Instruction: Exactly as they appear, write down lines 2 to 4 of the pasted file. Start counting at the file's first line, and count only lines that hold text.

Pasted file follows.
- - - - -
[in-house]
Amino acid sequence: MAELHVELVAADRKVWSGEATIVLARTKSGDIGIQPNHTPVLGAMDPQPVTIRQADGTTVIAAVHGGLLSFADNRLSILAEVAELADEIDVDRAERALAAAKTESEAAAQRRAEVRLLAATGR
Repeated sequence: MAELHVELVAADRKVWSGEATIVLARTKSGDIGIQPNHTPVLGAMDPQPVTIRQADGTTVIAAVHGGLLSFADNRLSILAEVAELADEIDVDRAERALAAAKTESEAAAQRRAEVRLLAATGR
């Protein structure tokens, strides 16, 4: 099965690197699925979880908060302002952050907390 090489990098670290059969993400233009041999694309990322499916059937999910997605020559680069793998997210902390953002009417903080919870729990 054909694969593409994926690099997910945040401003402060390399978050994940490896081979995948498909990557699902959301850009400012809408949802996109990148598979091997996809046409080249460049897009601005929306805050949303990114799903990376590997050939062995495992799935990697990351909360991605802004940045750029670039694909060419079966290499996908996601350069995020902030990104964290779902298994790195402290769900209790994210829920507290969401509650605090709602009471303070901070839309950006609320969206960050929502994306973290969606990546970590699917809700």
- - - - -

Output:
Amino acid sequence: MAELHVELVAADRKVWSGEATIVLARTKSGDIGIQPNHTPVLGAMDPQPVTIRQADGTTVIAAVHGGLLSFADNRLSILAEVAELADEIDVDRAERALAAAKTESEAAAQRRAEVRLLAATGR
Repeated sequence: MAELHVELVAADRKVWSGEATIVLARTKSGDIGIQPNHTPVLGAMDPQPVTIRQADGTTVIAAVHGGLLSFADNRLSILAEVAELADEIDVDRAERALAAAKTESEAAAQRRAEVRLLAATGR
């Protein structure tokens, strides 16, 4: 099965690197699925979880908060302002952050907390 090489990098670290059969993400233009041999694309990322499916059937999910997605020559680069793998997210902390953002009417903080919870729990 054909694969593409994926690099997910945040401003402060390399978050994940490896081979995948498909990557699902959301850009400012809408949802996109990148598979091997996809046409080249460049897009601005929306805050949303990114799903990376590997050939062995495992799935990697990351909360991605802004940045750029670039694909060419079966290499996908996601350069995020902030990104964290779902298994790195402290769900209790994210829920507290969401509650605090709602009471303070901070839309950006609320969206960050929502994306973290969606990546970590699917809700």